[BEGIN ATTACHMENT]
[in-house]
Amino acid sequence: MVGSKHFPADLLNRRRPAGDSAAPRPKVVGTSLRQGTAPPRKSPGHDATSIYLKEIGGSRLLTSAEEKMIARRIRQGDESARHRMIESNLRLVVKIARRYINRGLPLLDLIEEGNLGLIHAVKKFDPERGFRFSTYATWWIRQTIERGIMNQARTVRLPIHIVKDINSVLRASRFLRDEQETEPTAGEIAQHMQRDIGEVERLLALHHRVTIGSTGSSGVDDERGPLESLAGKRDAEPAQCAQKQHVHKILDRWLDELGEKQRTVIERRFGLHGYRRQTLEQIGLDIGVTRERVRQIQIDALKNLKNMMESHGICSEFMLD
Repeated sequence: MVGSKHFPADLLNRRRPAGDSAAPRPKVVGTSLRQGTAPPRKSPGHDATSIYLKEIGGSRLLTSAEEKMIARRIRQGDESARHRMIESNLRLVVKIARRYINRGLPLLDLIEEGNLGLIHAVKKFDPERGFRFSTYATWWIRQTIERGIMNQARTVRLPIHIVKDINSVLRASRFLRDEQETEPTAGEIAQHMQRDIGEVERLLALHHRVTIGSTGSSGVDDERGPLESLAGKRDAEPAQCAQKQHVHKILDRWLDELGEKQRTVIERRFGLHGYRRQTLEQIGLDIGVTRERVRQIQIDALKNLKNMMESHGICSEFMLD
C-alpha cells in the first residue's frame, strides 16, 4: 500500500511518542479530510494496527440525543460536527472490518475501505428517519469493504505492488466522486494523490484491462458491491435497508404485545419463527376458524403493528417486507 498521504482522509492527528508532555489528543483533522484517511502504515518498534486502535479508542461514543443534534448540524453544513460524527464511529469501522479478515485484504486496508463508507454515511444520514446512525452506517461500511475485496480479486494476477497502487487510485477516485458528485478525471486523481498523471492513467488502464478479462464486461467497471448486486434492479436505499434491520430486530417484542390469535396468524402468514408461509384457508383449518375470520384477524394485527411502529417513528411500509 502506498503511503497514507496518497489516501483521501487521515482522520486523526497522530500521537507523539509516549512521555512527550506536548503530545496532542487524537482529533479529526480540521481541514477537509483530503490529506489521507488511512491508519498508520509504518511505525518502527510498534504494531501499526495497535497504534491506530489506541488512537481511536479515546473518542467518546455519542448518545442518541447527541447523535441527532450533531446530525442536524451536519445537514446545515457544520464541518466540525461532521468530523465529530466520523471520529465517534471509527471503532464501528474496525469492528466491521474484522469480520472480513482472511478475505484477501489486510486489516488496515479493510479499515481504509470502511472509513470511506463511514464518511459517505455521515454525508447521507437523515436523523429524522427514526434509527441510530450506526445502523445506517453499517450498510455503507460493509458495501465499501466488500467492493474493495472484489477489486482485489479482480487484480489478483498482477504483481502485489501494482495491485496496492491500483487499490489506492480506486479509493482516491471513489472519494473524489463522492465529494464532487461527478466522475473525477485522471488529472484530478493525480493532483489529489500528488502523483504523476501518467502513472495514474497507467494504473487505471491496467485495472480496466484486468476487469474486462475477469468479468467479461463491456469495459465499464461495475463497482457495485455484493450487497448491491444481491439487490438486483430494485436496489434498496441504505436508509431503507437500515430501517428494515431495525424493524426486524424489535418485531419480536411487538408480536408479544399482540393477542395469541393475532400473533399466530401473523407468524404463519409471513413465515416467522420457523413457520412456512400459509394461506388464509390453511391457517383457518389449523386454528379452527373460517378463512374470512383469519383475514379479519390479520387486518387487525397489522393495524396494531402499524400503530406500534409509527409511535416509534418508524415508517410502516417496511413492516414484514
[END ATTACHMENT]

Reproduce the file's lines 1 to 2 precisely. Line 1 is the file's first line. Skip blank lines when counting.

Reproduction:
[in-house]
Amino acid sequence: MVGSKHFPADLLNRRRPAGDSAAPRPKVVGTSLRQGTAPPRKSPGHDATSIYLKEIGGSRLLTSAEEKMIARRIRQGDESARHRMIESNLRLVVKIARRYINRGLPLLDLIEEGNLGLIHAVKKFDPERGFRFSTYATWWIRQTIERGIMNQARTVRLPIHIVKDINSVLRASRFLRDEQETEPTAGEIAQHMQRDIGEVERLLALHHRVTIGSTGSSGVDDERGPLESLAGKRDAEPAQCAQKQHVHKILDRWLDELGEKQRTVIERRFGLHGYRRQTLEQIGLDIGVTRERVRQIQIDALKNLKNMMESHGICSEFMLD